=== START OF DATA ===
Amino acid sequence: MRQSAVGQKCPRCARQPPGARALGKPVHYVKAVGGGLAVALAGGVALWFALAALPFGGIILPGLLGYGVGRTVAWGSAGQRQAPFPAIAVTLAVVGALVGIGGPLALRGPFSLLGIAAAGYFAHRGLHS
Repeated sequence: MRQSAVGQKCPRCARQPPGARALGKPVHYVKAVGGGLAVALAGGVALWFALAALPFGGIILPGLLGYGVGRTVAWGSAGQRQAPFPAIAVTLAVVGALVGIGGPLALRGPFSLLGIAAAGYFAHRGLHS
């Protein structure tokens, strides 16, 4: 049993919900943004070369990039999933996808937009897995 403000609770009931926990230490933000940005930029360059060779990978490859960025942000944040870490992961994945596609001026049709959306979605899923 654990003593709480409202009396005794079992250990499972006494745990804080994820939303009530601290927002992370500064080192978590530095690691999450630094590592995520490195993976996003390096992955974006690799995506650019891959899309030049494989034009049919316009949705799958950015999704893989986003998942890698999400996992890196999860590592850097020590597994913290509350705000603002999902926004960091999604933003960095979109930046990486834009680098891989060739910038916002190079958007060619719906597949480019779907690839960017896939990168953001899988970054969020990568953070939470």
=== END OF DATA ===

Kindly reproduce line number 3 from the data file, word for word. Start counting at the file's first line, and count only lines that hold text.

């Protein structure tokens, strides 16, 4: 049993919900943004070369990039999933996808937009897995 403000609770009931926990230490933000940005930029360059060779990978490859960025942000944040870490992961994945596609001026049709959306979605899923 654990003593709480409202009396005794079992250990499972006494745990804080994820939303009530601290927002992370500064080192978590530095690691999450630094590592995520490195993976996003390096992955974006690799995506650019891959899309030049494989034009049919316009949705799958950015999704893989986003998942890698999400996992890196999860590592850097020590597994913290509350705000603002999902926004960091999604933003960095979109930046990486834009680098891989060739910038916002190079958007060619719906597949480019779907690839960017896939990168953001899988970054969020990568953070939470």